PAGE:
What are the benefits of setting up a healthy breakfast area in your office?
You may not equate a hearty plate of eggs and toasts with a boost to your company’s bottom line, but if (as evidence suggests) eating a balanced meal in the morning boosts productivity and concentration, shouldn’t we all be providing a healthy breakfast to help fuel our staff for the day ahead?
The British Heart Foundation (BHF) is encouraging employers to do just that. The charity recently published a free PDF guide called – Setting up a Healthy Breakfast Facility in Your Workplace’, which offers handy tips and ideas for getting your healthy breakfast project off the ground.
The guide shows it can be as simple as setting up an area in the kitchen or lunch room with seating, magazines and a selection of fruit, oats, juices, nuts, muesli, whole-wheat breads and yoghurts. Not only will this help out individuals who are too busy to eat in the mornings but it will also encourage everyone to make healthier choices.
What is a 'healthier choice'?
A healthy breakfast is one that provides the highest level of nutrition and energy. Try to combine complex carbohydrates (like oats and whole-grain wheat) with fibre and protein. Some healthy breakfast ideas include:
- Porridge with honey and fruit - oats contain beta-glucan, a type of fibre that's thought to lower cholesterol when eaten regularly. Oats are also high in omega-3, folate, fatty acids and potassium.
- Scrambled eggs with yoghurt on soda bread - eggs are protein-rich, the yoghurt will add a delicious creaminess (plus more protein), and soda bread is mineral-rich and made with baking soda rather than yeast, helping reduce any bloating.
- Avocado toast with poached egg - (as pictured) avocados are high in healthy fats plus an impressive host of vitamins, including vitamin C, vitamin E, and folate. Poaching is healthy, oil-free way of cooking eggs.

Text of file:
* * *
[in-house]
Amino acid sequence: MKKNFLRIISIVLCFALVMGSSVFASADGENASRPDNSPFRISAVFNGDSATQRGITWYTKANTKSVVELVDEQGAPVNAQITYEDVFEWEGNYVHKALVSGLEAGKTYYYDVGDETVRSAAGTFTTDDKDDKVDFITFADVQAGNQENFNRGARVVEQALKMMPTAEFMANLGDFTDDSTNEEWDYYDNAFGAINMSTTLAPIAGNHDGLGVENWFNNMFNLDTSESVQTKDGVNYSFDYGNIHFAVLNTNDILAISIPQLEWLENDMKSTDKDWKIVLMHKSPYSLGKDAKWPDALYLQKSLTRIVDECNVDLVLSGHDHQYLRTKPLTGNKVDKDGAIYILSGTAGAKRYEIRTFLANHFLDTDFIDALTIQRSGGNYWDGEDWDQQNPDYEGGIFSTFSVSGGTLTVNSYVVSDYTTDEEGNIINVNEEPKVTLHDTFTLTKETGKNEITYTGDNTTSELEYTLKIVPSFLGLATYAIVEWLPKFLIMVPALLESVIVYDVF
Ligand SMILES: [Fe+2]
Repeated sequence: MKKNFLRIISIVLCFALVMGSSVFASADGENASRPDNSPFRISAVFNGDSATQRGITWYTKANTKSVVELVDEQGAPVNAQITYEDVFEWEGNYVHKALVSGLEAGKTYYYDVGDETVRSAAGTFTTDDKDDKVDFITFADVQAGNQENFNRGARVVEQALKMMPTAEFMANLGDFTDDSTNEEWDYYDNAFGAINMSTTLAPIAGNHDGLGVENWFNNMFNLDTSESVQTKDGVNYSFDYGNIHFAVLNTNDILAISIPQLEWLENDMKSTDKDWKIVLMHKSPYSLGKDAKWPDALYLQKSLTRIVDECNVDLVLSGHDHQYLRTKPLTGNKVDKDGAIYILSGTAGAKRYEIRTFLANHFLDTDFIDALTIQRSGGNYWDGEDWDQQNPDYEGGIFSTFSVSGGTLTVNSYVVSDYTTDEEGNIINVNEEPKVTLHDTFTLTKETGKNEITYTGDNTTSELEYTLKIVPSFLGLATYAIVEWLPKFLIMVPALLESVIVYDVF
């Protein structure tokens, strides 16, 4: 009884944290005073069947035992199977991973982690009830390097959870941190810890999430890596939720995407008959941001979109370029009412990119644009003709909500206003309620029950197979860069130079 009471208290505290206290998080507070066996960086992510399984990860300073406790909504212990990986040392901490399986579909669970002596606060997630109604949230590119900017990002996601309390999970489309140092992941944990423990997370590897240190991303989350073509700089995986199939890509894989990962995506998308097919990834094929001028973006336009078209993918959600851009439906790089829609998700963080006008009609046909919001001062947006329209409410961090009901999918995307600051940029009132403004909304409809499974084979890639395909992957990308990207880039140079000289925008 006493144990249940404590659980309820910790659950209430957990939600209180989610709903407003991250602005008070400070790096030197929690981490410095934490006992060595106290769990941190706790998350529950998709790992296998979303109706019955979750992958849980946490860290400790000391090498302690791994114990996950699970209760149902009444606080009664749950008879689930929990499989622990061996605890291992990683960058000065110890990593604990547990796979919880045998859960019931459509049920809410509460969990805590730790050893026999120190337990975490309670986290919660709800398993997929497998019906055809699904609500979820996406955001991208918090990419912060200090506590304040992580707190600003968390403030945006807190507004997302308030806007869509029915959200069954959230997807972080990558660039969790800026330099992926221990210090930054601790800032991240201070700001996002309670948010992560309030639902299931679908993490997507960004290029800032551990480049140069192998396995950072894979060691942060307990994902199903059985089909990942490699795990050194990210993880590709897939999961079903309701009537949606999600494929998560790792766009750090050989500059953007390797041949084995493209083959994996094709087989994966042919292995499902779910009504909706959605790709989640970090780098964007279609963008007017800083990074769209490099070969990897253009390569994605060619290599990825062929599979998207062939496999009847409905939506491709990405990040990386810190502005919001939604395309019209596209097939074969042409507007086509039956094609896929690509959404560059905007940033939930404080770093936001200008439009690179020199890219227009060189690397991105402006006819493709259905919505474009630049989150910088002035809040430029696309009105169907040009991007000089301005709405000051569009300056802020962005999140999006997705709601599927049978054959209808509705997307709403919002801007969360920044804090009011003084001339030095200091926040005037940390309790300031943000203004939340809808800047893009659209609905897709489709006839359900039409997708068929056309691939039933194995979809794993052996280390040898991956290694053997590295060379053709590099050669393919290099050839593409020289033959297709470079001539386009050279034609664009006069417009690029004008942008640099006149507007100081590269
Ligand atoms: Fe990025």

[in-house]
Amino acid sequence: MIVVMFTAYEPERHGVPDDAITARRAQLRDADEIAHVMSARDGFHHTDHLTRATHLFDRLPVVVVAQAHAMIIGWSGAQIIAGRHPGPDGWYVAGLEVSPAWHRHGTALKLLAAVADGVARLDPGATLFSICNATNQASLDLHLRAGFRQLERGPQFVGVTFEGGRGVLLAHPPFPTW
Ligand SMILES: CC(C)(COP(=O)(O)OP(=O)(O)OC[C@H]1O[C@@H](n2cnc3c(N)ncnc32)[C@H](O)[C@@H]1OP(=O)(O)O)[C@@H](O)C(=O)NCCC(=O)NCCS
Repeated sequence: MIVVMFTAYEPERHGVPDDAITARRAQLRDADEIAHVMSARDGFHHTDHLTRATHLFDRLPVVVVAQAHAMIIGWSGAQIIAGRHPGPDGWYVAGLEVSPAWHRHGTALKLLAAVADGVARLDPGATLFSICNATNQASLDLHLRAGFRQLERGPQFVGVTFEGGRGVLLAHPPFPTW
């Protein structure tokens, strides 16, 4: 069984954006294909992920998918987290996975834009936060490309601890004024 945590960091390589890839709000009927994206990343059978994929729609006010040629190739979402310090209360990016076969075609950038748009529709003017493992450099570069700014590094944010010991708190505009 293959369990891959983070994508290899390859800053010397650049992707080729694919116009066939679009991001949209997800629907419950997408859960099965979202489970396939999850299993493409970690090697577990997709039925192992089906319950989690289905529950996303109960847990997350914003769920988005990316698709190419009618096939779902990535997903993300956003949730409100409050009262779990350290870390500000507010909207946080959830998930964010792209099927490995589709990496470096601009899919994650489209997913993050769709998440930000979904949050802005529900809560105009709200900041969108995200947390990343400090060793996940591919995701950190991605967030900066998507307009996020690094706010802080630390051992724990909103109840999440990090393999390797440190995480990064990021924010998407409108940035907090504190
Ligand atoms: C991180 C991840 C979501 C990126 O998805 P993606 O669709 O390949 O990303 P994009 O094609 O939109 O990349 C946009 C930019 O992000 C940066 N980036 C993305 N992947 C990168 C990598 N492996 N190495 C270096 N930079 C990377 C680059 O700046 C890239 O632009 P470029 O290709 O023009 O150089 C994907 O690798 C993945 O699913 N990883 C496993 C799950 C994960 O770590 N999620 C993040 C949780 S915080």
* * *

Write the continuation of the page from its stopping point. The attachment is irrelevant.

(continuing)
Why is breakfast so important?
Breakfast is linked to being slimmer
According to the NHS, people who eat breakfast every day are slimmer because they’re full all morning and less likely to snack on high calorie food. Here are some healthy breakfast ideas.
Breakfast saves us money
Research by the British Dietetic Association found that the average Brit spends over £20,000 on snack food throughout their working life – that’s £2 a day. Having breakfast can stave off hunger pangs and reduce the need to buy snacks.
Breakfast boosts brain function
Neuroscientists at UCLA found that the brain works best with around 25g of glucose circulating in the bloodstream – the amount found in one banana or a small bowl of oats. Both of these foods release energy into the bloodstream slowly. While a donut will provide about 20 minutes of alertness before crashing suddenly, oats or a banana (and other foods with a low glycemic index or GI) will give a steady release that keeps you alert and full for longer.
Breakfast boosts physical endurance
It’s simple: breakfast fuels our bodies and increases our endurance – important for manual workers with physical jobs.
What impact does skipping breakfast have on businesses?
A 2013 study by Weetabix On The Go found that employees who skip breakfast can lose up to 82 minutes of work per day due to poor productivity. They estimated that this is costing UK businesses around £300 million every year.
BHF believes a great solution to the problem is for employers to provide a healthy breakfast for their staff. Aside from boosting energy and productivity in the office, they say a breakfast bar could:
- Help employees start the day on a positive note by spending time in a nice, social environment.
- Encourage healthy eating.
- Encourage employees to socialise and interact with people from different departments.
- Help teams bond.
- Benefit those from low-income families.
At Posturite we advocate investment in staff health and happiness because we know individual output determines business output. To find out more about your duty as an employer, and what you can do to boost workplace happiness and health, please speak to your local account manager.